This lawsuit is not just about the negligence of Dr Wong as a supervisor or his professional enrichment through the use of my thesis. Most importantly, it is about the wrongful termination of my MA candidature by NUS. The termination of my candidature has affected my life. NUS failed to observe due process in investigating my complaint against Dr Wong, and penalised me for my refusal to accept the NUS’ dubious investigation.

A public body like NUS is financially strong to drag this out in court. The longer it drags, the more painful and difficult it is for an individual like me to seek justice. This lawsuit is also about representing the voice of those who cannot afford to access equal legal resources.

NUS managed to withhold crucial information about facts related to my lawsuit until as late as July 2015, when it eventually disclosed information that would adversely affect its case. To date, I have hundreds of thousands of legal fees to pay and I have already spent more than S$100,000 in fees.

Urgent legal fees

There are some urgent court fees which I have to pay at this moment. In fact, my case was nearly struck off from trial in August by the Court after NUS successfully applied for an “Unless Order” on 13 July 2017 – that is, unless I paid certain fees to Court (S$6,000) by the next day on 14 July 2017, by 4 pm, my lawsuit would be struck out with costs.

I was able to get an emergency loan overnight, which I have to return within one week. Although I managed to prevent my case from being struck out just hours before the deadline on 14 July 2017, this type of unexpected crisis keeps coming up.

Yesterday, 17 July 2017, I was again asked to pay more court fees (S$5,000) for two additional days of hearing by tomorrow, 19 July 2017, 4 pm. NUS will be producing 6 witnesses at trial and has asked for a total of eight days of hearing. The Court has directed that the number of hearing days to be increased to a total of six days from four days due to the six NUS witnesses.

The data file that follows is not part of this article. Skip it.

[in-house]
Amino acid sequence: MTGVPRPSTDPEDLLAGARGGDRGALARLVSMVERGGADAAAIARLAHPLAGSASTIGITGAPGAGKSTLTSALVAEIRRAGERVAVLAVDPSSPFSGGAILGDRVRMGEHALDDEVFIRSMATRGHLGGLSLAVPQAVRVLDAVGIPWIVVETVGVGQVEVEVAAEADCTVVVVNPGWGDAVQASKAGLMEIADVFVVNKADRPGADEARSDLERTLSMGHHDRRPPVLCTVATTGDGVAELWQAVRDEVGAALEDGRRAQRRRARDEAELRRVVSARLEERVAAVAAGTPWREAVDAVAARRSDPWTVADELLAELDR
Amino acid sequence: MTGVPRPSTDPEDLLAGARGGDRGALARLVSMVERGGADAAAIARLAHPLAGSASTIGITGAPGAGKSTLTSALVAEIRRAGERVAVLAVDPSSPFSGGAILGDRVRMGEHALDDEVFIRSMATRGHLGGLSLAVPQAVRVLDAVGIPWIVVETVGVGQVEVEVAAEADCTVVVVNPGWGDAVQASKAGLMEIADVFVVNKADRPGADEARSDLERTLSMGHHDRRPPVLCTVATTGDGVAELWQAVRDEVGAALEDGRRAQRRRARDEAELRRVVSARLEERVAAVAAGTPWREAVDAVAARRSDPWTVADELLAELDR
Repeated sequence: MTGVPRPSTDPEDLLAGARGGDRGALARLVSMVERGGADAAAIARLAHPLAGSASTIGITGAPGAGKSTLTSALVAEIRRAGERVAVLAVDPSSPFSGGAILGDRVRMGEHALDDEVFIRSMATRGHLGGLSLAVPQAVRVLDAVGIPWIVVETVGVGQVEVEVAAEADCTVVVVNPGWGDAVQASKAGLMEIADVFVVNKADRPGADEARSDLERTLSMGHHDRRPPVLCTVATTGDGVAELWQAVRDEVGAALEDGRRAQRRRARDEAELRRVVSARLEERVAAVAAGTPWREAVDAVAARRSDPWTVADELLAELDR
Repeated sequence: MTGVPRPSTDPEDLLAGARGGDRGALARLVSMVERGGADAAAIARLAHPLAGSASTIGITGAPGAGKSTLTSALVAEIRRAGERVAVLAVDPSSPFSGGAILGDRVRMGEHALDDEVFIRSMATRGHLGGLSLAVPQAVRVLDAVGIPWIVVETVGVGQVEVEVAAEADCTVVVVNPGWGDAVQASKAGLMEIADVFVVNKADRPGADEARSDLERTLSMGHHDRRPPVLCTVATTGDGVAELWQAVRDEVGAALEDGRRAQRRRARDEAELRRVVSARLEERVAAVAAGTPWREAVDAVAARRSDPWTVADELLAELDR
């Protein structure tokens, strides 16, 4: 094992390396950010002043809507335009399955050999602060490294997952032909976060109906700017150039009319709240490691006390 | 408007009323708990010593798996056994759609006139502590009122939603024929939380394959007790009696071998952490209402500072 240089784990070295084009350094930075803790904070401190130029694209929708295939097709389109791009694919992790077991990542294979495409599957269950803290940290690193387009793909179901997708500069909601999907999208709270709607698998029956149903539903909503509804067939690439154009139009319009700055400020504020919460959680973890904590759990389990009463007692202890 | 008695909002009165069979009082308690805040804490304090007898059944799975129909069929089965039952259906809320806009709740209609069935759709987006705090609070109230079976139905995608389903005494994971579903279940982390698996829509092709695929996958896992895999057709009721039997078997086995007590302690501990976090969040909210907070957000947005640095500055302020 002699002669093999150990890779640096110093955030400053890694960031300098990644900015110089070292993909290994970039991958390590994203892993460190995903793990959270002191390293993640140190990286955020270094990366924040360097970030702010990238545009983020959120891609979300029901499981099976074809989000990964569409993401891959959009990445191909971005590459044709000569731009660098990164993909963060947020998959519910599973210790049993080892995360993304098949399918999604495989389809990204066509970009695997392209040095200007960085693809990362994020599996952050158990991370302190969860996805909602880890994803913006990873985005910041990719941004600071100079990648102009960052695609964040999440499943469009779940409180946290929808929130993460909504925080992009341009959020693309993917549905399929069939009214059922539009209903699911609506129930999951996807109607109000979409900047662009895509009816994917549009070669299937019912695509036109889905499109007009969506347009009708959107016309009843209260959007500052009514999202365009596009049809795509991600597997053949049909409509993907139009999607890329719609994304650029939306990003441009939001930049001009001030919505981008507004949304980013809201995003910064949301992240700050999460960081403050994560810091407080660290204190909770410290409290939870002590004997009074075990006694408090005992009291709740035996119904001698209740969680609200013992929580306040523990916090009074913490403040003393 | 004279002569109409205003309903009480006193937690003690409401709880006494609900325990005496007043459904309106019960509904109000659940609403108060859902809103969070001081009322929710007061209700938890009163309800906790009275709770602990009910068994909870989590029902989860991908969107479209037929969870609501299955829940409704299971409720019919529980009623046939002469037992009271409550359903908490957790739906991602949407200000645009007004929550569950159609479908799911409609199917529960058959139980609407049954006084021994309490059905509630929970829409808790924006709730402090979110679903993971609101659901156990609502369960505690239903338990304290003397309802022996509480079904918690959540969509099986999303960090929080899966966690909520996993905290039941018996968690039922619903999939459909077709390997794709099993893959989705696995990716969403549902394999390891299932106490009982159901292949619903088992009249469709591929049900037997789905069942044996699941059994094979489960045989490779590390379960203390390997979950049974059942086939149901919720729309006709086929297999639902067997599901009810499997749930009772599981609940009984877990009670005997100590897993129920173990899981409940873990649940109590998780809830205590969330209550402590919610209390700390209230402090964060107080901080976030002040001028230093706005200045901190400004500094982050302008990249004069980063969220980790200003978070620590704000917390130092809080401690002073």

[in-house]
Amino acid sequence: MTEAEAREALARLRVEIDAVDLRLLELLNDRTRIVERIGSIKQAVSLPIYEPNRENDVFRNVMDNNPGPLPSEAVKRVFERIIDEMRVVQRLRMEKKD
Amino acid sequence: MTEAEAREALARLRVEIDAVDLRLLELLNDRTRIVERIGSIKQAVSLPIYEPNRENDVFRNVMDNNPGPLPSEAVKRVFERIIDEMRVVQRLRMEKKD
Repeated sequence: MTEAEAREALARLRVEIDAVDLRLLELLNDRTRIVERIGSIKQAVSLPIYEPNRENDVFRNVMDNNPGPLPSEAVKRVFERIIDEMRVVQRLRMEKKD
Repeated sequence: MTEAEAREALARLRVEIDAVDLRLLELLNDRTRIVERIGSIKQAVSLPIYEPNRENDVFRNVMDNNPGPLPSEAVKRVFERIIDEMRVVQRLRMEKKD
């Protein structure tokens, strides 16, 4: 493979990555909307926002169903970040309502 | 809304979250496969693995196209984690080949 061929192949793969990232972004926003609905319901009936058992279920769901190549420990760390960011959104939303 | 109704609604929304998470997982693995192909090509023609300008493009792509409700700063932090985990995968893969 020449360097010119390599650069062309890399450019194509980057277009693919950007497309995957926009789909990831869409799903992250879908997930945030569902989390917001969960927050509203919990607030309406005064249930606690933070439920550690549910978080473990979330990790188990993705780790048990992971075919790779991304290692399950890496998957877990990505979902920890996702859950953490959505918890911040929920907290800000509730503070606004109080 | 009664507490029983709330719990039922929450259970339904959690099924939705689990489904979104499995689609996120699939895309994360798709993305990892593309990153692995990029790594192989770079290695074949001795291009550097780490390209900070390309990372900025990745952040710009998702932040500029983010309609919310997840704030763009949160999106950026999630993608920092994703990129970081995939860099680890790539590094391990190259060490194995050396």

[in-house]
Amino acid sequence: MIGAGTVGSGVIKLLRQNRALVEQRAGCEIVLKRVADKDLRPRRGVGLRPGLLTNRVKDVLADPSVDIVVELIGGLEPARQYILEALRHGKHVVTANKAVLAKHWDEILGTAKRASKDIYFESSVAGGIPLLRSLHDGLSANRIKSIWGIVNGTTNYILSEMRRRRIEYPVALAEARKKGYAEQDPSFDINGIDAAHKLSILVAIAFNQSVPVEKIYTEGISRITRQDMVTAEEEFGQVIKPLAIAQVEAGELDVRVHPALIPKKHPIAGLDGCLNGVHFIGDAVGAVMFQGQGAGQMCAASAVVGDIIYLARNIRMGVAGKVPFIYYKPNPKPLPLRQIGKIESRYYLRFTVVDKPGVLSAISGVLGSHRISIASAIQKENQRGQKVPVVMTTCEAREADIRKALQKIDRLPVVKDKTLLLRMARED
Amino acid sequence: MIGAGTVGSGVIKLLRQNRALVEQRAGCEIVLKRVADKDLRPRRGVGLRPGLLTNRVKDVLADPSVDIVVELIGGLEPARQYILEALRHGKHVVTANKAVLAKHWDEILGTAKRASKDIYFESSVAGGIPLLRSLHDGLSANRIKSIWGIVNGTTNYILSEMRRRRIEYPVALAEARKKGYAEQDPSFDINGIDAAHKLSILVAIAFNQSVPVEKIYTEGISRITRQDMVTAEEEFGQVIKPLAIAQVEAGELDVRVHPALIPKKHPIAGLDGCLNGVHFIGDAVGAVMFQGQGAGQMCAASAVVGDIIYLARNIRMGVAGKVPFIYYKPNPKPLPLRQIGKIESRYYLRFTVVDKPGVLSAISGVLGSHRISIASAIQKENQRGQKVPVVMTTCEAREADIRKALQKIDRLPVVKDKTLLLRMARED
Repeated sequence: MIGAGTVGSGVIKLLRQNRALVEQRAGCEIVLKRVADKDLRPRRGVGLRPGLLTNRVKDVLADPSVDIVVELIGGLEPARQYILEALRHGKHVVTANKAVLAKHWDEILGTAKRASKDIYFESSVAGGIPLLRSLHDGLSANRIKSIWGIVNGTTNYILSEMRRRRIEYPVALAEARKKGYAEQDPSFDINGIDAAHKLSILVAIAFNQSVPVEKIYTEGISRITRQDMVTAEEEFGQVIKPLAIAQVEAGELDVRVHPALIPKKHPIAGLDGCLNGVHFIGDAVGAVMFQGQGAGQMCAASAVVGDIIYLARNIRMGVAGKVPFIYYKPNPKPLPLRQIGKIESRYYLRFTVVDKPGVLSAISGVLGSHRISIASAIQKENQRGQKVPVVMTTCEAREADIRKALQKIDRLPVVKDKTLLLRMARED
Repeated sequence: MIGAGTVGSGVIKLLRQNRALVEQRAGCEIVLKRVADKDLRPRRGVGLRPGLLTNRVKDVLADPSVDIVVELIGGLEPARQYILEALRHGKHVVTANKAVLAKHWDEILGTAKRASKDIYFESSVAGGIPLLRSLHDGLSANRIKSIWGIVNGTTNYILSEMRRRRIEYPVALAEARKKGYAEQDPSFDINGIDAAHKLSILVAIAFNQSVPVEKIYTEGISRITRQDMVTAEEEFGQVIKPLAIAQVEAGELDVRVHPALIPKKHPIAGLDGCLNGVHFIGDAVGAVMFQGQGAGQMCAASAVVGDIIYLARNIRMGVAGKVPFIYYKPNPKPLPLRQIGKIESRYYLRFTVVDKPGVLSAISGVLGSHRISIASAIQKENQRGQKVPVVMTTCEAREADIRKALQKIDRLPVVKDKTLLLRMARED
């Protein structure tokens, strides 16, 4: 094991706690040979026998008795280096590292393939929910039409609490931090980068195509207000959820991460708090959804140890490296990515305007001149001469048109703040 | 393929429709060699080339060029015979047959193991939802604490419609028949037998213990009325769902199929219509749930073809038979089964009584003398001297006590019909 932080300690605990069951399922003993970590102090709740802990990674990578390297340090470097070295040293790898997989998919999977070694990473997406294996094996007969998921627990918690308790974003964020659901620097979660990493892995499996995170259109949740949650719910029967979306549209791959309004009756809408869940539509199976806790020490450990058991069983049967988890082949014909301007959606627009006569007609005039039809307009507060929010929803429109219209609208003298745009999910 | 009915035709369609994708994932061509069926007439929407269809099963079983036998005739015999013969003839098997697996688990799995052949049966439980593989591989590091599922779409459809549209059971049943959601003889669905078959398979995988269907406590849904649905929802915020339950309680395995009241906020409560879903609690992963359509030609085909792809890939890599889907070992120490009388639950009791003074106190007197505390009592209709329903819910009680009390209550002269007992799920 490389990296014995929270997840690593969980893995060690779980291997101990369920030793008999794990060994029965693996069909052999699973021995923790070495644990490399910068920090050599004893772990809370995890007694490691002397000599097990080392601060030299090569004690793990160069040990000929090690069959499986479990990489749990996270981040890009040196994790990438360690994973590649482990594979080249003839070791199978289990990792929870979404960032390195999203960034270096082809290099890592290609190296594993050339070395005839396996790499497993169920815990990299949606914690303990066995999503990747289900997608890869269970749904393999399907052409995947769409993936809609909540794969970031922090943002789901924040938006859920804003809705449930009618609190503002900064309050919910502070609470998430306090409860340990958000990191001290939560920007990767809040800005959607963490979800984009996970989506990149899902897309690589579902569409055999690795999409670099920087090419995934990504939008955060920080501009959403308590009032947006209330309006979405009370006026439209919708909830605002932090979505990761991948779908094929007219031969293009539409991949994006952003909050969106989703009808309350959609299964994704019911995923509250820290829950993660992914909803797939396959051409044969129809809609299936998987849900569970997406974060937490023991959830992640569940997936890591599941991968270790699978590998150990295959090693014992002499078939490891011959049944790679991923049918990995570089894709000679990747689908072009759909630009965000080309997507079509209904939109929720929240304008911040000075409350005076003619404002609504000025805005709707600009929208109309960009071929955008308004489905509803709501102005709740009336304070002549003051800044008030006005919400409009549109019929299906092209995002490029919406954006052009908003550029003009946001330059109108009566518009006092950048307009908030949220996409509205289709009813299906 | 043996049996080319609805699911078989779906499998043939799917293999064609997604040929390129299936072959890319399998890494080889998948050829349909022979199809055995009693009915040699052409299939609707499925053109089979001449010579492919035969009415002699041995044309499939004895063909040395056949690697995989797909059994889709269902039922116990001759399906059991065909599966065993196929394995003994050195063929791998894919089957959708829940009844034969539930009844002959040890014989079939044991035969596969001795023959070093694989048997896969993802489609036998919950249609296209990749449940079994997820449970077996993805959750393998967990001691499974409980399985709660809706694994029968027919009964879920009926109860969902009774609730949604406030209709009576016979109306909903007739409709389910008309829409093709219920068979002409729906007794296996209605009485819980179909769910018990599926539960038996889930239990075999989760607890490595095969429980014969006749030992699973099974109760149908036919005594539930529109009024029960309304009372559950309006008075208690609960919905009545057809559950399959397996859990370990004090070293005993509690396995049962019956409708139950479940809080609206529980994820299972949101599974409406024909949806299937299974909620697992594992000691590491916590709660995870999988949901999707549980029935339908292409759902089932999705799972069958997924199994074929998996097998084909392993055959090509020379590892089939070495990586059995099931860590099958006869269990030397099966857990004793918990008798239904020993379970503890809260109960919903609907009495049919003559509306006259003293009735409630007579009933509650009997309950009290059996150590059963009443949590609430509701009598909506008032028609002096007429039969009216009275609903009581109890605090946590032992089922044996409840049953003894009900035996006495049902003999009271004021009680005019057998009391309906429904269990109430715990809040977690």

I have not been employed since January of this year. The challenges that I face are financial, physical, mental, and much more.

Not only has NUS tried to strike out my case a number of times, NUS had also tried to make me a bankrupt by issuing me a “statutory demand” under The Bankruptcy Act (dated 3 May 2016) to pay the cost orders in the interim applications that I had lost to NUS.

I do not want to drop this matter because I believe that justice should be served. And I think Singaporeans will not allow such an injustice to happen. I hope that my 12-year battle with NUS will make it to Court. I’m asking Singaporeans to stand behind a fellow Singaporean, and crowdfund justice. It is truly unfortunate that I have to raise $11,000 just for the Court hearing fees and at such short notice. NUS has used its own power to bully me and is able to use the legal system to its advantage as a result of the unequal access to resources.

Please help me – can 5,000 Singaporeans please give me S$1 each?

I would be very grateful if you could share this meaningful activity with your friends.

Thank you.

Yours sincerely,
Jeanne Ten

1 Comment so far. Feel free to join this conversation.

  1. Anomynous July 20, 2017 at 9:21 am - Reply